Salt Year was probably the best album you never heard in 2011. The culmination of ten years of hard work by Ann Arbor’s Chris Bathgate, the record is full of recurring lyrical phrases and musical motifs, with complex but uncrowded arrangements that suddenly bloom into bursts of guitar noise and cold brass. At times, its ageless backwoods dissonance feels like a precursor to Bon Iver’s self-titled record (which was released two months later). It’s a very whole album, absolute in conception and magnificent in execution, but frustratingly doomed to the inadequate “folk” label. It was not without its champions; NPR Music took notice, and the record received positive reviews in several major publications. But Salt Year is the kind of statement record that should set the internet on fire, find its way to festival stages, and launch a career to the next level; somehow, it didn’t.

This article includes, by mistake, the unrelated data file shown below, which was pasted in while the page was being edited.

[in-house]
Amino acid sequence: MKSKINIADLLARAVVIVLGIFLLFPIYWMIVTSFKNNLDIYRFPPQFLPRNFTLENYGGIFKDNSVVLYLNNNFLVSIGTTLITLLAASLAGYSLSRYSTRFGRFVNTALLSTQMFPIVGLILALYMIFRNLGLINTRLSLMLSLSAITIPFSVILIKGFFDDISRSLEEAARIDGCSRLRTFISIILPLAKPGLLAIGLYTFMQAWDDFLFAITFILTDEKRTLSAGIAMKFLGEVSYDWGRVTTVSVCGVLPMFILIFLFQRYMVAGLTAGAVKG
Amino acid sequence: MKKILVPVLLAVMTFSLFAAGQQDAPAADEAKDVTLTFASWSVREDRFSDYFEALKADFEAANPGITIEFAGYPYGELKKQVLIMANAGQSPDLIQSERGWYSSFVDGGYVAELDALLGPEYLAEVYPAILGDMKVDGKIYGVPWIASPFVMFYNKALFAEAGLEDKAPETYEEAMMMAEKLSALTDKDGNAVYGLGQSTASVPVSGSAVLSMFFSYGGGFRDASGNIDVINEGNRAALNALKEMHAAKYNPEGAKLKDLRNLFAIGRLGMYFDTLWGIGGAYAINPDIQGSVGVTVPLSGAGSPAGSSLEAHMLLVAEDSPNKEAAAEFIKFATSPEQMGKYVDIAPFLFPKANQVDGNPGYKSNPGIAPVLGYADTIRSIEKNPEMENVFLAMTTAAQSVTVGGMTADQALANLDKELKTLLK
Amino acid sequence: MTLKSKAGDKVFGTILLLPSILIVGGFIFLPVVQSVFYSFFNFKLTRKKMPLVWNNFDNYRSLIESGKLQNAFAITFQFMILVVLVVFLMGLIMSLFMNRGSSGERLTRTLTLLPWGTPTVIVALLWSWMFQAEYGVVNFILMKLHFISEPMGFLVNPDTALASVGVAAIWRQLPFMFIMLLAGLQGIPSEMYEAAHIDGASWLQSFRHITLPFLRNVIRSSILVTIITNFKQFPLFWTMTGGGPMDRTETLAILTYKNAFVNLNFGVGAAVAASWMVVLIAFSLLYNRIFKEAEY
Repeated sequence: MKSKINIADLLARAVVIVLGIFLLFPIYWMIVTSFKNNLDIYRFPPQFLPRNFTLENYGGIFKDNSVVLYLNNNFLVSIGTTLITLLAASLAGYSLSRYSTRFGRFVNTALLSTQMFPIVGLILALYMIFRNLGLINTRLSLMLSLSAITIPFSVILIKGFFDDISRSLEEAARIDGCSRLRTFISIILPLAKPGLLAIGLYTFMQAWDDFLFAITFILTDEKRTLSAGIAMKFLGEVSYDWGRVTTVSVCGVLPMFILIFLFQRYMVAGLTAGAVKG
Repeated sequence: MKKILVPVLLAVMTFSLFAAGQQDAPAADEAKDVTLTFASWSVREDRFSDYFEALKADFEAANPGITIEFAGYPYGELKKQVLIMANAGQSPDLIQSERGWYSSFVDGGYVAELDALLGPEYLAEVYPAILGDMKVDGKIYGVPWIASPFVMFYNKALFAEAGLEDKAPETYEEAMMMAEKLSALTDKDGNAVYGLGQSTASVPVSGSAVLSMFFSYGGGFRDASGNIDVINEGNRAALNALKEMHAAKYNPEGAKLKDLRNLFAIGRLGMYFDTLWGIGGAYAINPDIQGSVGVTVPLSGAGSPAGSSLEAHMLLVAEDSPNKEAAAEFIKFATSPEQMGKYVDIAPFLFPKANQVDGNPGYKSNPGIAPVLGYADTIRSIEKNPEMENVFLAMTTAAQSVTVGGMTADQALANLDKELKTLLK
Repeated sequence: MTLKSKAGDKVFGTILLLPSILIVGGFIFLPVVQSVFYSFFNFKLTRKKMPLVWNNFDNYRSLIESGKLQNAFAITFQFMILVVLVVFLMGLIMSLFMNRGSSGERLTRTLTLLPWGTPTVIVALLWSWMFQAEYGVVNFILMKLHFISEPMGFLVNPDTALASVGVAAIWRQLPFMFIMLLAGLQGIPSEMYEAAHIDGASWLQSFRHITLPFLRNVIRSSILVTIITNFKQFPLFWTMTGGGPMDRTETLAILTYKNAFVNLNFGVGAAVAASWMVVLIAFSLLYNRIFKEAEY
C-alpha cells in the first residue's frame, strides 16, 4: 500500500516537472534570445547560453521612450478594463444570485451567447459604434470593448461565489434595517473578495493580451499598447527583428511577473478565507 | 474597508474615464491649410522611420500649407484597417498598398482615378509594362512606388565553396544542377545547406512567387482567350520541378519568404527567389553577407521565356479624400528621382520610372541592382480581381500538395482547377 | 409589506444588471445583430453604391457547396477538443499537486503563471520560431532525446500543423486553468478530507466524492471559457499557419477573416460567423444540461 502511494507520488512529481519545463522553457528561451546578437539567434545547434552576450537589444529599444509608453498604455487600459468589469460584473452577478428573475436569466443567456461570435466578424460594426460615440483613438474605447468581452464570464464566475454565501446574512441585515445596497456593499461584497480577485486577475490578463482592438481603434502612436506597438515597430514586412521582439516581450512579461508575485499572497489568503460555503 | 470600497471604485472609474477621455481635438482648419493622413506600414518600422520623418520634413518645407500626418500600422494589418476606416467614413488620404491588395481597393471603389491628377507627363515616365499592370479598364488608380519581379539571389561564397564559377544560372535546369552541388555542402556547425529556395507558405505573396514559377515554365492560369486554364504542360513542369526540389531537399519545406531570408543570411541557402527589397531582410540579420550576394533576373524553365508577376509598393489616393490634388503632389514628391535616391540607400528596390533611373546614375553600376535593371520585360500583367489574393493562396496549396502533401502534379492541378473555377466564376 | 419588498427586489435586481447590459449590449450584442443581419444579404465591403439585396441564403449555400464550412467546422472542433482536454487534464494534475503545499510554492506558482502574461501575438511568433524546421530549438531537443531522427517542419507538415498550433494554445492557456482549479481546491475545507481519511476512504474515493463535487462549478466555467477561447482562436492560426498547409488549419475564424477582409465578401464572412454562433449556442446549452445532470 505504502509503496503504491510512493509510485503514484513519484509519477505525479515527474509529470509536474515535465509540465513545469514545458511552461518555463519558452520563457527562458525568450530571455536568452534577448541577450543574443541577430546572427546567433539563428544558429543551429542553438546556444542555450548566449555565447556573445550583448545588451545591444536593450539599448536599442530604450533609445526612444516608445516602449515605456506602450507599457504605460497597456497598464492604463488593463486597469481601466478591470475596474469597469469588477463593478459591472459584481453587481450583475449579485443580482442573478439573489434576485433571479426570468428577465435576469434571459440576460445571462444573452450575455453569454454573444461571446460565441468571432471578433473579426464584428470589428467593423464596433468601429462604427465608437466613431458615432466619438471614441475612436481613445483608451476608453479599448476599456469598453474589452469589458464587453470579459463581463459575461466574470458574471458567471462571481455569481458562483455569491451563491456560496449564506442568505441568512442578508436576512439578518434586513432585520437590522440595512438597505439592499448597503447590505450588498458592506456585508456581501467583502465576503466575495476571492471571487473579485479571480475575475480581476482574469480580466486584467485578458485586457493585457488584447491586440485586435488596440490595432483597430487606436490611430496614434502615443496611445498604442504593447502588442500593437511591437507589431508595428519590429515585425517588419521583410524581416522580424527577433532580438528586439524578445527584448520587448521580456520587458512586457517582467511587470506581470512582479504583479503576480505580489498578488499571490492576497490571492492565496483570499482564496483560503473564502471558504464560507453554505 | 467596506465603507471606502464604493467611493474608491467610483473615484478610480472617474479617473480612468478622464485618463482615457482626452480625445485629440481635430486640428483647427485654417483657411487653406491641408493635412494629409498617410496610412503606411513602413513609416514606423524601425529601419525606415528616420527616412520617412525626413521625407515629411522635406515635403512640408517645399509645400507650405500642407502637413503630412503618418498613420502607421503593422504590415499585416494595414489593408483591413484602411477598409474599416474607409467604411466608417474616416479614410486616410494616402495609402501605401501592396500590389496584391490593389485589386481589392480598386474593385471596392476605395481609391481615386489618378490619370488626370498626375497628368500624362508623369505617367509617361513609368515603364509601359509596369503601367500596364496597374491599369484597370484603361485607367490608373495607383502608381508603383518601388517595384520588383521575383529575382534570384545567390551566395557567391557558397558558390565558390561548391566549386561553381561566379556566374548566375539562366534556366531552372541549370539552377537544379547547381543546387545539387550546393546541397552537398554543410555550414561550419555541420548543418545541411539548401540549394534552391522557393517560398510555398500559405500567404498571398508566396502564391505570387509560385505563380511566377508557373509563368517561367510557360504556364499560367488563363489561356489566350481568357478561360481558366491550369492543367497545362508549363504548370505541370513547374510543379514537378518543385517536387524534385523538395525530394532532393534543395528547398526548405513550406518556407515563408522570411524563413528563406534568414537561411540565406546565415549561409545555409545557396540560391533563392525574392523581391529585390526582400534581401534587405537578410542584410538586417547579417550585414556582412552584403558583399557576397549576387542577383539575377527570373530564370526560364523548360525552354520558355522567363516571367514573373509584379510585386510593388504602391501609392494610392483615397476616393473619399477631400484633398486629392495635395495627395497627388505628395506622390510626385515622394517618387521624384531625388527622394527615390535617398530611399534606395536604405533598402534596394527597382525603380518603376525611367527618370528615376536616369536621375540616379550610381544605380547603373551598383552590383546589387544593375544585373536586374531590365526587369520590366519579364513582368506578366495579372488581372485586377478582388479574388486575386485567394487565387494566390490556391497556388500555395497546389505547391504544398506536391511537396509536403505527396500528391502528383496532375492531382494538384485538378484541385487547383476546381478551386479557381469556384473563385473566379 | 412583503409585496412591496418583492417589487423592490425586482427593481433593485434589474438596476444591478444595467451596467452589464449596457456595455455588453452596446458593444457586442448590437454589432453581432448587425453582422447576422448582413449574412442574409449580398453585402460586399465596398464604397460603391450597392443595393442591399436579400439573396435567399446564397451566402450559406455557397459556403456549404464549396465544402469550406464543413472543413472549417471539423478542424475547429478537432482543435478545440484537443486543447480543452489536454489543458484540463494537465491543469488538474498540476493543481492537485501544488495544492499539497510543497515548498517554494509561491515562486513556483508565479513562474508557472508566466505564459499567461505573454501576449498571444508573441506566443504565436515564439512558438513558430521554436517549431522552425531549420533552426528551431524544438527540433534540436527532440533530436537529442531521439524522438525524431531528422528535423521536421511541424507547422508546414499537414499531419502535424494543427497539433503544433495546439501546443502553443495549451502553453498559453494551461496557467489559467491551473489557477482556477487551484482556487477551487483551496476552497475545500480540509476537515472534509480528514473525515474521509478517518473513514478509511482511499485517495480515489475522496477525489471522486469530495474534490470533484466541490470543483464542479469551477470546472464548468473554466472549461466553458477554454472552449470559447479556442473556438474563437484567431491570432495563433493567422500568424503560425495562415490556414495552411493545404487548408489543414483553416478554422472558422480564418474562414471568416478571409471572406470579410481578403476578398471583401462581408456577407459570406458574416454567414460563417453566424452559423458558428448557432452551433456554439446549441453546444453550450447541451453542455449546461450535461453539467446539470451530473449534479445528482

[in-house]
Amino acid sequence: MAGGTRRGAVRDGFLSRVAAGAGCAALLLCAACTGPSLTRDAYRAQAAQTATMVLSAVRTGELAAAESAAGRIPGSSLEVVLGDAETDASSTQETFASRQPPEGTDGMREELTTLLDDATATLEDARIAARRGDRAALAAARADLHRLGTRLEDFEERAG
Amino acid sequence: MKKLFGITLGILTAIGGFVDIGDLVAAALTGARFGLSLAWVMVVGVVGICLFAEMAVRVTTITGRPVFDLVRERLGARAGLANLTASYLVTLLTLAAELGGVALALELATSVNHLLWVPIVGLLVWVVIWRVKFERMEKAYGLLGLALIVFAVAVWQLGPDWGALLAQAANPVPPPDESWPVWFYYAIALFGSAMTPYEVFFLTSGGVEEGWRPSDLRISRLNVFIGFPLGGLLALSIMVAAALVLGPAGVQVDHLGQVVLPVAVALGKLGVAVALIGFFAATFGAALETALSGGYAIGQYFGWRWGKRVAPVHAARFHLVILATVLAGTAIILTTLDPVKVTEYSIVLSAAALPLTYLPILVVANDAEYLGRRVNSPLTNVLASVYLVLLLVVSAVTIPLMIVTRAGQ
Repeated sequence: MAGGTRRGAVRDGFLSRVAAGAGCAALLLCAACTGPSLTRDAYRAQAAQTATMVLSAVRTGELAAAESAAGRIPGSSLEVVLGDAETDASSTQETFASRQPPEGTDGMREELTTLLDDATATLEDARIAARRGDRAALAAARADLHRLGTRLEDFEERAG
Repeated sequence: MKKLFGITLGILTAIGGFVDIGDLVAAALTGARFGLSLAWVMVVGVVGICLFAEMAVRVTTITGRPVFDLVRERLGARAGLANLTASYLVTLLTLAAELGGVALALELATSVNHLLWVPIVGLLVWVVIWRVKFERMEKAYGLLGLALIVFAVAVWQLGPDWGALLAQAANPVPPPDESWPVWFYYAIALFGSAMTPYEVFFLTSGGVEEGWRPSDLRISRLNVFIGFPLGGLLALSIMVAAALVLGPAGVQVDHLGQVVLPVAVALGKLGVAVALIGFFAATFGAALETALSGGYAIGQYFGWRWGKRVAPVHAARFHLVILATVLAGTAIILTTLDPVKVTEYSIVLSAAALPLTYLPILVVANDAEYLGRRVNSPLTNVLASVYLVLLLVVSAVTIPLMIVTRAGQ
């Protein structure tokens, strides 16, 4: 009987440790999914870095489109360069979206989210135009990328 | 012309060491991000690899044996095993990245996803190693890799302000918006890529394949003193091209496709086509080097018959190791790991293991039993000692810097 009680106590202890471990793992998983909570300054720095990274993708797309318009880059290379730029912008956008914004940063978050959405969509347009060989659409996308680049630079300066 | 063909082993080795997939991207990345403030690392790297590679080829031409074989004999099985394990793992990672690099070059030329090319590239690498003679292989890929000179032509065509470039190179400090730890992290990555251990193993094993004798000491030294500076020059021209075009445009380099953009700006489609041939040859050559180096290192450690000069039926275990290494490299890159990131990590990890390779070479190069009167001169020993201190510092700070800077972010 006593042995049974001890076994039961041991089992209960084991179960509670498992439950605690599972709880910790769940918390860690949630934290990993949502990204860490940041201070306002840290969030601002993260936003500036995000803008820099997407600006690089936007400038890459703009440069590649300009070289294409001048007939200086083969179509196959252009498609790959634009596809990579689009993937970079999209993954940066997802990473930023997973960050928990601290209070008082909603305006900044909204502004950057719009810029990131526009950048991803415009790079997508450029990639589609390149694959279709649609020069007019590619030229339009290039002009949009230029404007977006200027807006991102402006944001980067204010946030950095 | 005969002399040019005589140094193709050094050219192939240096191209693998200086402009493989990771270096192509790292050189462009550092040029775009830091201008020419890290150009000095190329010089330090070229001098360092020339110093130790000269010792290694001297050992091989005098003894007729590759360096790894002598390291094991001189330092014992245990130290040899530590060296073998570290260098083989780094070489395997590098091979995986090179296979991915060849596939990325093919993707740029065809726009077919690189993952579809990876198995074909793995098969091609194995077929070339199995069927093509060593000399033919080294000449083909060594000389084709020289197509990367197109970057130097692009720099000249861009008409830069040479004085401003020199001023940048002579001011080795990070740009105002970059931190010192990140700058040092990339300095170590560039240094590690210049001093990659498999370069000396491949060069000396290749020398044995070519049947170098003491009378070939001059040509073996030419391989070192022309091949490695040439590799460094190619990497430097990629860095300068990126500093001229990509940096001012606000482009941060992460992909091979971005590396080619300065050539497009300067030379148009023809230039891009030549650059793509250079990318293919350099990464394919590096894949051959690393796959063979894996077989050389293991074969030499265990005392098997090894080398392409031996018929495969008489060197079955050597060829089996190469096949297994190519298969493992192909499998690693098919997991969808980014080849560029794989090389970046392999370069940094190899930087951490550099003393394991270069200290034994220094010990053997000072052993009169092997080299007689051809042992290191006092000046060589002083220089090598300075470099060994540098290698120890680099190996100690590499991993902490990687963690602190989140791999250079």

Bathgate shut down about a year after the album’s release, burned out on touring life and reeling from a failed relationship. He canceled a lengthy solo tour and put his career on hiatus for over two years, regrouping and working with SKULLLS, a still-mysterious collaboration between seven Michigan musicians. This past October, he felt the time had come to step back out on his own again. Following a blog post on his website briefly chronicling his two-year break, he set off for shows across the upper Midwest, bringing with him a new batch of songs. Bathgate’s current tour pairs him with local favorite (and recent Cincinnati Entertainment Awards laureate) Molly Sullivan. He opens this show, giving Sullivan the home-field headlining slot.